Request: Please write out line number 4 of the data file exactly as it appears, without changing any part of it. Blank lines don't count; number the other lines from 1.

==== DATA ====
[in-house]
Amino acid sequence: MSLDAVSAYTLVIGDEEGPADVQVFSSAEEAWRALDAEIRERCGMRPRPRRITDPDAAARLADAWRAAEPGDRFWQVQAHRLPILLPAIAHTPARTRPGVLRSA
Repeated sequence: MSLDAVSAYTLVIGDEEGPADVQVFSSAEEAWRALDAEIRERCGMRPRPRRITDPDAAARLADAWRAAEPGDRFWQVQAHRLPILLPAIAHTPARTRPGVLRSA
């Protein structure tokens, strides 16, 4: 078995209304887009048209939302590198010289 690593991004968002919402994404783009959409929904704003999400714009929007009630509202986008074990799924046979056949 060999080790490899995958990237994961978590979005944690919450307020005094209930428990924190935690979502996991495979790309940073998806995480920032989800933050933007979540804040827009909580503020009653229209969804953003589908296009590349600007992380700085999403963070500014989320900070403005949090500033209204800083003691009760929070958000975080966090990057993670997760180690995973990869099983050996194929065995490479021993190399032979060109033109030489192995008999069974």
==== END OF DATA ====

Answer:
């Protein structure tokens, strides 16, 4: 078995209304887009048209939302590198010289 690593991004968002919402994404783009959409929904704003999400714009929007009630509202986008074990799924046979056949 060999080790490899995958990237994961978590979005944690919450307020005094209930428990924190935690979502996991495979790309940073998806995480920032989800933050933007979540804040827009909580503020009653229209969804953003589908296009590349600007992380700085999403963070500014989320900070403005949090500033209204800083003691009760929070958000975080966090990057993670997760180690995973990869099983050996194929065995490479021993190399032979060109033109030489192995008999069974």